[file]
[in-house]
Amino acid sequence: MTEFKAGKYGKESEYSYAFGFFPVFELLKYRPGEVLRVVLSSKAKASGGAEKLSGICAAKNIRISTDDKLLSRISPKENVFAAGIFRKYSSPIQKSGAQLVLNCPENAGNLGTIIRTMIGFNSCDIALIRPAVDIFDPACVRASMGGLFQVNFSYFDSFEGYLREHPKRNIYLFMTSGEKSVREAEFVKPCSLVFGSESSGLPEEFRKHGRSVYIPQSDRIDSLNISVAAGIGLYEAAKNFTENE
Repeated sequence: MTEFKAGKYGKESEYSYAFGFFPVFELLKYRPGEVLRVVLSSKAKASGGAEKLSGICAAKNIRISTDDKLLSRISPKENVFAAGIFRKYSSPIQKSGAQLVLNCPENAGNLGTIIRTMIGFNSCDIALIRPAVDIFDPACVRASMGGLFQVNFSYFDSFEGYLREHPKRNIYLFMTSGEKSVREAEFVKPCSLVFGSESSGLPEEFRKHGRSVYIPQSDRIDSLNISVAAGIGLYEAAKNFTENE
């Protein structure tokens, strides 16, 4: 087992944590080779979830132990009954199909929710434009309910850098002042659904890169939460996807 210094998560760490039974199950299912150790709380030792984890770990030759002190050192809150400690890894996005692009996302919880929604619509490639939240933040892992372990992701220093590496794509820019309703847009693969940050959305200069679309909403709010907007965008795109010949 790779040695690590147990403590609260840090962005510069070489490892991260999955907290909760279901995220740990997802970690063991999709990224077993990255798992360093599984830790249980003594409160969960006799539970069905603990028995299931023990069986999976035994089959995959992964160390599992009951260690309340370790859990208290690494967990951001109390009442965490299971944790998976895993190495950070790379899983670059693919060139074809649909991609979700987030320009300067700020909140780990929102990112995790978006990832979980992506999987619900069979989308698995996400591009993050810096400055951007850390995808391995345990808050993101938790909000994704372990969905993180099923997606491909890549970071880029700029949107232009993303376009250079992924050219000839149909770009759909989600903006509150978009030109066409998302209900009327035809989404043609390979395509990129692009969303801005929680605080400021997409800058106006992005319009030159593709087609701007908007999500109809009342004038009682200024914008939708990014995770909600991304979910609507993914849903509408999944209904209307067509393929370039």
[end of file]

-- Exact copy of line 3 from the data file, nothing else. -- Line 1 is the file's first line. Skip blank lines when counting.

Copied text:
Repeated sequence: MTEFKAGKYGKESEYSYAFGFFPVFELLKYRPGEVLRVVLSSKAKASGGAEKLSGICAAKNIRISTDDKLLSRISPKENVFAAGIFRKYSSPIQKSGAQLVLNCPENAGNLGTIIRTMIGFNSCDIALIRPAVDIFDPACVRASMGGLFQVNFSYFDSFEGYLREHPKRNIYLFMTSGEKSVREAEFVKPCSLVFGSESSGLPEEFRKHGRSVYIPQSDRIDSLNISVAAGIGLYEAAKNFTENE